• 7.
    Devasthale, Abhay
    et al.
    SMHI, Research Department, Atmospheric remote sensing.
    Tjernstrom, M.
    Caian, Mihaela
    SMHI, Research Department, Climate research - Rossby Centre.
    Thomas, Manu Anna
    SMHI, Research Department, Air quality.
    Kahn, B. H.
    Fetzer, E. J.
    Influence of the Arctic Oscillation on the vertical distribution of clouds as observed by the A-Train constellation of satellites2012In: Atmospheric Chemistry And Physics, ISSN 1680-7316, E-ISSN 1680-7324, Vol. 12, no 21, p. 10535-10544Article in journal (Refereed)
    Abstract [en]

    The main purpose of this study is to investigate the influence of the Arctic Oscillation (AO), the dominant mode of natural variability over the northerly high latitudes, on the spatial (horizontal and vertical) distribution of clouds in the Arctic. To that end, we use a suite of sensors on-board NASA's A-Train satellites that provide accurate observations of the distribution of clouds along with information on atmospheric thermodynamics. Data from three independent sensors are used (AQUA-AIRS, CALIOP-CALIPSO and CPR-CloudSat) covering two time periods (winter half years, November through March, of 2002-2011 and 2006-2011, respectively) along with data from the ERA-Interim reanalysis. We show that the zonal vertical distribution of cloud fraction anomalies averaged over 67-82 degrees N to a first approximation follows a dipole structure (referred to as "Greenland cloud dipole anomaly", GCDA), such that during the positive phase of the AO, positive and negative cloud anomalies are observed eastwards and westward of Greenland respectively, while the opposite is true for the negative phase of AO. By investigating the concurrent meteorological conditions (temperature, humidity and winds), we show that differences in the meridional energy and moisture transport during the positive and negative phases of the AO and the associated thermodynamics are responsible for the conditions that are conducive for the formation of this dipole structure. All three satellite sensors broadly observe this large-scale GCDA despite differences in their sensitivities, spatio-temporal and vertical resolutions, and the available lengths of data records, indicating the robustness of the results. The present study also provides a compelling case to carry out process-based evaluation of global and regional climate models.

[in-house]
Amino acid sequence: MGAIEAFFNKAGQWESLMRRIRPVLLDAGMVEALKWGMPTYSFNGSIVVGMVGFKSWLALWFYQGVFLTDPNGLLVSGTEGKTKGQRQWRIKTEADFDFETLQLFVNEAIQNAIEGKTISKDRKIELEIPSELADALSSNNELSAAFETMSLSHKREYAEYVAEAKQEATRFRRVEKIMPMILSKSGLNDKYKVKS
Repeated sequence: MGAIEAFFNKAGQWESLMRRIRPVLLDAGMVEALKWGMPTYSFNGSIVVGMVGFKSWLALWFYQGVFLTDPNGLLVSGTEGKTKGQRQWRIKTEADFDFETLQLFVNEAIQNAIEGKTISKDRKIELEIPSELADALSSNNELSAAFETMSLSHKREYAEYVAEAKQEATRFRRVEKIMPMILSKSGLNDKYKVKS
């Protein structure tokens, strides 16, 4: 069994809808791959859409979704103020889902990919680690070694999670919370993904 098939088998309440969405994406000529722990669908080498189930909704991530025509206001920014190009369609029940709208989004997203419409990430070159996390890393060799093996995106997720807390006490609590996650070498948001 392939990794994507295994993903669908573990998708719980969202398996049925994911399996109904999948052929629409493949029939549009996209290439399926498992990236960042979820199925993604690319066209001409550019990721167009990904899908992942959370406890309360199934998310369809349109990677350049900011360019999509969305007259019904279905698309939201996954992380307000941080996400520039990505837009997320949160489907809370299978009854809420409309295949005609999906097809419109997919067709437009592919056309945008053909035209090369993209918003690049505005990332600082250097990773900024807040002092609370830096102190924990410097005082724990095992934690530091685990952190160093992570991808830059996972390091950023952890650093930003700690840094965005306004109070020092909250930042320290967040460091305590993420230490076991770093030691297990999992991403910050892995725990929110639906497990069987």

• 8. Hazeleger, W.
    et al.
    Guemas, V.
    Wouters, B.
    Corti, S.
    Andreu-Burillo, I.
    Doblas-Reyes, F. J.
    Wyser, Klaus
    SMHI, Research Department, Climate research - Rossby Centre.
    Caian, Mihaela
    SMHI, Research Department, Climate research - Rossby Centre.
    Multiyear climate predictions using two initialization strategies2013In: Geophysical Research Letters, ISSN 0094-8276, E-ISSN 1944-8007, Vol. 40, no 9, p. 1794-1798Article in journal (Refereed)
    Abstract [en]

    Multiyear climate predictions with two initialization strategies are systematically assessed in the EC-Earth V2.3 climate model. In one ensemble, an estimate of the observed climate state is used to initialize the model. The other uses estimates of observed ocean and sea ice anomalies on top of the model climatology. The ensembles show similar spatial characteristics of drift related to the biases in control simulations. As expected, the drift is less with anomaly initialization. The full field initialization overshoots to a colder state which is related to cold biases in the tropics and North Atlantic, associated with oceanic processes. Despite different amplitude of the drift, both ensembles show similar skill in multiyear global temperature predictions, but regionally differences are found. On multiyear time scales, initialization with observations enhances both deterministic and probabilistic skill scores in the North Atlantic. The probabilistic verification shows skill over the European continent.

  • 9. Klingaman, Nicholas P.
    et al.